Tuesday, August 14, 2012


The last of the economic issues I will address at this point is the one relating to health, or perhaps the lack of it by many Americans who have become sedentary.  Trails have an impact on this issue, both nationally and locally.  I will address the national economic impact of health issues first.

Costs to businesses and individuals of a sedentary lifestyle are, unfortunately, well documented.  The medical costs paid by third-party payers for people who are obese were $1,429 higher than those of normal weight.  The Center for Disease Control (CDC) has said that “Obesity is common, serious and costly, that more than one-third of U.S. adults (35.7%) are obese, and that obesity-related conditions, including heart disease, stroke, type 2 diabetes and certain types of cancer are costing Americans an estimated $147 billion.  (http://www.cdc.gov/obesity/data/adult.html)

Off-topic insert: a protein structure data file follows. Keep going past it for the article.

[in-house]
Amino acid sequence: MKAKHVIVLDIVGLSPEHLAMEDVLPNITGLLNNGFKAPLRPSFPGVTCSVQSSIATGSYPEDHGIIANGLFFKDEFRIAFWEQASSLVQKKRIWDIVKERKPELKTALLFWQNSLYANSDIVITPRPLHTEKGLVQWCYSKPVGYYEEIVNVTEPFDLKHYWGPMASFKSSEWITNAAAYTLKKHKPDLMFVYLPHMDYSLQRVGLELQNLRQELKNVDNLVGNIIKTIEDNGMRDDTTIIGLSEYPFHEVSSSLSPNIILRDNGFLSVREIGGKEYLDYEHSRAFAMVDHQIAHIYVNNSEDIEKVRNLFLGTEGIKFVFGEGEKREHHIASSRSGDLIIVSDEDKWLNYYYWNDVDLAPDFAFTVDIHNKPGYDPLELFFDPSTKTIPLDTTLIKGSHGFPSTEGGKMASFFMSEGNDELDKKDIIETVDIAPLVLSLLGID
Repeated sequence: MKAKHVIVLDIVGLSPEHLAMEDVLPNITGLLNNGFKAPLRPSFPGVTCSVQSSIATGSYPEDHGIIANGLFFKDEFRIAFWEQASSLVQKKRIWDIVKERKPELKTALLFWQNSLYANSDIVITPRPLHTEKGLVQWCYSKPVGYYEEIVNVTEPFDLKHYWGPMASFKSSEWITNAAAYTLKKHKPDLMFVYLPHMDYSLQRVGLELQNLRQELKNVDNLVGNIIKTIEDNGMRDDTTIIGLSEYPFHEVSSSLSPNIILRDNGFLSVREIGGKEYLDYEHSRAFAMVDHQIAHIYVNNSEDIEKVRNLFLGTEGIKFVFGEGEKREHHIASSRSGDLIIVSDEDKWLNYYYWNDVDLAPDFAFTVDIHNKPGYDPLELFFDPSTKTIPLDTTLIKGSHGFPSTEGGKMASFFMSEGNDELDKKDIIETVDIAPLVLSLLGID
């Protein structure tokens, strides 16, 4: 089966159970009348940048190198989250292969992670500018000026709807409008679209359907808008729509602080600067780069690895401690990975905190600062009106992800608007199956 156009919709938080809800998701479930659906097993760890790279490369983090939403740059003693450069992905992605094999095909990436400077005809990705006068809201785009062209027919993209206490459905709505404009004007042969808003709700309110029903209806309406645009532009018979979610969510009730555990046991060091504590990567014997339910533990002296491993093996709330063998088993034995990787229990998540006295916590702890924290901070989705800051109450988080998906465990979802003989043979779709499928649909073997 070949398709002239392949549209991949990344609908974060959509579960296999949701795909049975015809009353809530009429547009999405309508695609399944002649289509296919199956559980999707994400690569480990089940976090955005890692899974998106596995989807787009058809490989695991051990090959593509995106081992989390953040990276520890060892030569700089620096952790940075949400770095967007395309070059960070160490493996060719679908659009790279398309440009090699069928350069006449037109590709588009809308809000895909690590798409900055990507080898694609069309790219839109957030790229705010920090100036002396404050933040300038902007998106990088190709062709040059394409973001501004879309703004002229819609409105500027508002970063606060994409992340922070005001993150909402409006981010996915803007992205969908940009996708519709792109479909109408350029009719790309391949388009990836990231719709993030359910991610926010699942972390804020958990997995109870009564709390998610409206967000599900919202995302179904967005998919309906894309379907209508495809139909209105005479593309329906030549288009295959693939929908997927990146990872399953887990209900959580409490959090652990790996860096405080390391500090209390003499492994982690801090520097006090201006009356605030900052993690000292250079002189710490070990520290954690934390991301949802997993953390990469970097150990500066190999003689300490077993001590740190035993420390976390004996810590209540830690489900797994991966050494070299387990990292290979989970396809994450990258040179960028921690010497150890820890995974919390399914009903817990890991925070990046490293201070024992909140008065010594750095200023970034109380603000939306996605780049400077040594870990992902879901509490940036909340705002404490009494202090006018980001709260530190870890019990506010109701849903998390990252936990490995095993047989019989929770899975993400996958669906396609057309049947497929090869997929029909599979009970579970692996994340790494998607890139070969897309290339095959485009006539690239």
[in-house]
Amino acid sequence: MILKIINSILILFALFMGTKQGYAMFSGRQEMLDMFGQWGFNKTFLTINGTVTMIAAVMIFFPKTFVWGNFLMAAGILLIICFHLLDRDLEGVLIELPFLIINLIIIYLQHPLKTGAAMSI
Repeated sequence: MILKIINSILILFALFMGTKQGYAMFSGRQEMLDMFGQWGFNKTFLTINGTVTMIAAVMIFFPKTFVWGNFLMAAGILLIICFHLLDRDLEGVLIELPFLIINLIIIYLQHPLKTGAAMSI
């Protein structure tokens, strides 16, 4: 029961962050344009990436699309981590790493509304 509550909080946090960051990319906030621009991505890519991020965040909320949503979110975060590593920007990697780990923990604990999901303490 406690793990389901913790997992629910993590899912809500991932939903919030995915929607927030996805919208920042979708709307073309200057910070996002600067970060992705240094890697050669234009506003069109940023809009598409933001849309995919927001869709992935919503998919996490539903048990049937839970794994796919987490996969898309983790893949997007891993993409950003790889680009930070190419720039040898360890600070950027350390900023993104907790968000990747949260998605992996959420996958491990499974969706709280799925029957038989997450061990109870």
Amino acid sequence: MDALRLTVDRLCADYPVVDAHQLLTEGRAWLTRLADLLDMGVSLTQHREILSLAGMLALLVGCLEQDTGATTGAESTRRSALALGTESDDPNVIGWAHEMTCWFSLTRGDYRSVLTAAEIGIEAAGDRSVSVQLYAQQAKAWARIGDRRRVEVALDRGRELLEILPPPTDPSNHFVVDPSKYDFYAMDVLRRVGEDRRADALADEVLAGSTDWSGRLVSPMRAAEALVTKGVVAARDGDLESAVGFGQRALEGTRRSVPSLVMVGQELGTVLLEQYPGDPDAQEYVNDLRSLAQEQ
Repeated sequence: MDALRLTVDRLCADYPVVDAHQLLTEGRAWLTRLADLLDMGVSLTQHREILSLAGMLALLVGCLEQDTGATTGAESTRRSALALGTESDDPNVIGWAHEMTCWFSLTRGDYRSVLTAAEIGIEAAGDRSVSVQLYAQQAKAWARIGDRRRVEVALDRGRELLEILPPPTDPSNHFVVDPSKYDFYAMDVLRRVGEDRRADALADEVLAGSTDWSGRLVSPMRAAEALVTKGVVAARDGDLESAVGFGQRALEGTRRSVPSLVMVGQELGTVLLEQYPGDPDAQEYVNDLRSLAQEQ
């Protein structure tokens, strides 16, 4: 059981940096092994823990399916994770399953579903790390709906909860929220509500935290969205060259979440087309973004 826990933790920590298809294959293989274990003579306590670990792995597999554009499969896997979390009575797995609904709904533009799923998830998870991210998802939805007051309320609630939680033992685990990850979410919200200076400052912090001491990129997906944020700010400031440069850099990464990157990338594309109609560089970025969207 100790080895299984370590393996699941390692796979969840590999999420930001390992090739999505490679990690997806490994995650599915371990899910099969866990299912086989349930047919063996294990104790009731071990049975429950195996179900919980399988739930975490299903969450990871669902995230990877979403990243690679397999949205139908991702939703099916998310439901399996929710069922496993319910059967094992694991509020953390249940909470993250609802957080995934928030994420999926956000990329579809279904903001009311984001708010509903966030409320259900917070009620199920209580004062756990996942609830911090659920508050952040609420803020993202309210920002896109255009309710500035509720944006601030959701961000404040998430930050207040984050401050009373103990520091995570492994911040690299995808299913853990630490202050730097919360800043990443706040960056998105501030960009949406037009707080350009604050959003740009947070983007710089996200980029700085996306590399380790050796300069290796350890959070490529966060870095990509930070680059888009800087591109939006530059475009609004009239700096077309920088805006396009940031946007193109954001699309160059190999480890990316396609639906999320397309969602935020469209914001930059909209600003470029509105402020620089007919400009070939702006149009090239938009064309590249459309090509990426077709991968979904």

These costs are avoidable by better dietary habits and exercising more.  Trails provide residents with an easy way to integrate exercise into their lives and, when that happens, money is saved by individuals, employers and businesses, improving not just our bottom lines but our waistlines, too.

Outdoor exercise improves our health and wellbeing and reduces the risks of cardiovascular disease, diabetes, certain cancers, and obesity. Improved health prevents nearly $800 million in medical care costs annually.  The economic value increases to nearly $1.3 billion in savings when added to avoided workers’ compensation costs, and costs related to lost productivity in addition to direct use benefits and avoided medical care costs.